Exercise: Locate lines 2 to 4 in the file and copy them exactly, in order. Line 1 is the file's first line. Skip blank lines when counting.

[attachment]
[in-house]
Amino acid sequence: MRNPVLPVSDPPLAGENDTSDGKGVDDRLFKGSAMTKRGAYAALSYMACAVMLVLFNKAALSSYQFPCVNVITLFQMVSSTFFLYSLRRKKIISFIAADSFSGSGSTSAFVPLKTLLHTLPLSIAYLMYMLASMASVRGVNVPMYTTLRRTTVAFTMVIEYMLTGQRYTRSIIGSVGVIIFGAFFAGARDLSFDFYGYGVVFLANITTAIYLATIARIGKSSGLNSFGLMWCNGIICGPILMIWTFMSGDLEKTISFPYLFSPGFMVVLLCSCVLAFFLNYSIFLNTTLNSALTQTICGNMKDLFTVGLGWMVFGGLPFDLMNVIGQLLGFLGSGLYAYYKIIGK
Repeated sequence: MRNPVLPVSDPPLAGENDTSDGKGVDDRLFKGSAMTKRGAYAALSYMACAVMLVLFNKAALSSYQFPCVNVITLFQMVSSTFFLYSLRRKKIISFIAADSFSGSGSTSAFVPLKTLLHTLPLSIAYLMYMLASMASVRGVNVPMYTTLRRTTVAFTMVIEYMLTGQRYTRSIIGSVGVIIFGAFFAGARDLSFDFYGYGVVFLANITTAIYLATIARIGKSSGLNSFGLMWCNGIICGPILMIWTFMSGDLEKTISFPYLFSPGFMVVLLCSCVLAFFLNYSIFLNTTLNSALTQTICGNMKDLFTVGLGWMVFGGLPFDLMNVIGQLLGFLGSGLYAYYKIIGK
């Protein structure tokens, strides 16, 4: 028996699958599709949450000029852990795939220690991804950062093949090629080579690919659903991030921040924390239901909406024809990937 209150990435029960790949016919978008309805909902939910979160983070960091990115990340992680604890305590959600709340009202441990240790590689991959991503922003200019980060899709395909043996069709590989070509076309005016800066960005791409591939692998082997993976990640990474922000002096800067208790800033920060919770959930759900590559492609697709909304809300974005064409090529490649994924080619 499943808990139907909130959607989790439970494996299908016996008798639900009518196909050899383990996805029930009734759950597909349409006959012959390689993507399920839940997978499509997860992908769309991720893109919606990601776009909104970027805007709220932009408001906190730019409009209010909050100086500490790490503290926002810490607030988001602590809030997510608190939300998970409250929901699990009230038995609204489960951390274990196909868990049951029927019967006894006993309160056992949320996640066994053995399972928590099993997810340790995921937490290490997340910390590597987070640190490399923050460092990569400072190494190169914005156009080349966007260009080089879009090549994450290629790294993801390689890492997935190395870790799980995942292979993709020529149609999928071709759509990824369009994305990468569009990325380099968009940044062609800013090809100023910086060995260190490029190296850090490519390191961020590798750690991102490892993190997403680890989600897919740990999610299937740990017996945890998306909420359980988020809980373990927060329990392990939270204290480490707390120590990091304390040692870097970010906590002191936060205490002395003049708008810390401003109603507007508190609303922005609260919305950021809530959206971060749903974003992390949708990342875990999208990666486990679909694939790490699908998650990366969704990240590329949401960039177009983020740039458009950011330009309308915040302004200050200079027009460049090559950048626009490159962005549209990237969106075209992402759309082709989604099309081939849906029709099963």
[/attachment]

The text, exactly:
Amino acid sequence: MRNPVLPVSDPPLAGENDTSDGKGVDDRLFKGSAMTKRGAYAALSYMACAVMLVLFNKAALSSYQFPCVNVITLFQMVSSTFFLYSLRRKKIISFIAADSFSGSGSTSAFVPLKTLLHTLPLSIAYLMYMLASMASVRGVNVPMYTTLRRTTVAFTMVIEYMLTGQRYTRSIIGSVGVIIFGAFFAGARDLSFDFYGYGVVFLANITTAIYLATIARIGKSSGLNSFGLMWCNGIICGPILMIWTFMSGDLEKTISFPYLFSPGFMVVLLCSCVLAFFLNYSIFLNTTLNSALTQTICGNMKDLFTVGLGWMVFGGLPFDLMNVIGQLLGFLGSGLYAYYKIIGK
Repeated sequence: MRNPVLPVSDPPLAGENDTSDGKGVDDRLFKGSAMTKRGAYAALSYMACAVMLVLFNKAALSSYQFPCVNVITLFQMVSSTFFLYSLRRKKIISFIAADSFSGSGSTSAFVPLKTLLHTLPLSIAYLMYMLASMASVRGVNVPMYTTLRRTTVAFTMVIEYMLTGQRYTRSIIGSVGVIIFGAFFAGARDLSFDFYGYGVVFLANITTAIYLATIARIGKSSGLNSFGLMWCNGIICGPILMIWTFMSGDLEKTISFPYLFSPGFMVVLLCSCVLAFFLNYSIFLNTTLNSALTQTICGNMKDLFTVGLGWMVFGGLPFDLMNVIGQLLGFLGSGLYAYYKIIGK
């Protein structure tokens, strides 16, 4: 028996699958599709949450000029852990795939220690991804950062093949090629080579690919659903991030921040924390239901909406024809990937 209150990435029960790949016919978008309805909902939910979160983070960091990115990340992680604890305590959600709340009202441990240790590689991959991503922003200019980060899709395909043996069709590989070509076309005016800066960005791409591939692998082997993976990640990474922000002096800067208790800033920060919770959930759900590559492609697709909304809300974005064409090529490649994924080619 499943808990139907909130959607989790439970494996299908016996008798639900009518196909050899383990996805029930009734759950597909349409006959012959390689993507399920839940997978499509997860992908769309991720893109919606990601776009909104970027805007709220932009408001906190730019409009209010909050100086500490790490503290926002810490607030988001602590809030997510608190939300998970409250929901699990009230038995609204489960951390274990196909868990049951029927019967006894006993309160056992949320996640066994053995399972928590099993997810340790995921937490290490997340910390590597987070640190490399923050460092990569400072190494190169914005156009080349966007260009080089879009090549994450290629790294993801390689890492997935190395870790799980995942292979993709020529149609999928071709759509990824369009994305990468569009990325380099968009940044062609800013090809100023910086060995260190490029190296850090490519390191961020590798750690991102490892993190997403680890989600897919740990999610299937740990017996945890998306909420359980988020809980373990927060329990392990939270204290480490707390120590990091304390040692870097970010906590002191936060205490002395003049708008810390401003109603507007508190609303922005609260919305950021809530959206971060749903974003992390949708990342875990999208990666486990679909694939790490699908998650990366969704990240590329949401960039177009983020740039458009950011330009309308915040302004200050200079027009460049090559950048626009490159962005549209990237969106075209992402759309082709989604099309081939849906029709099963």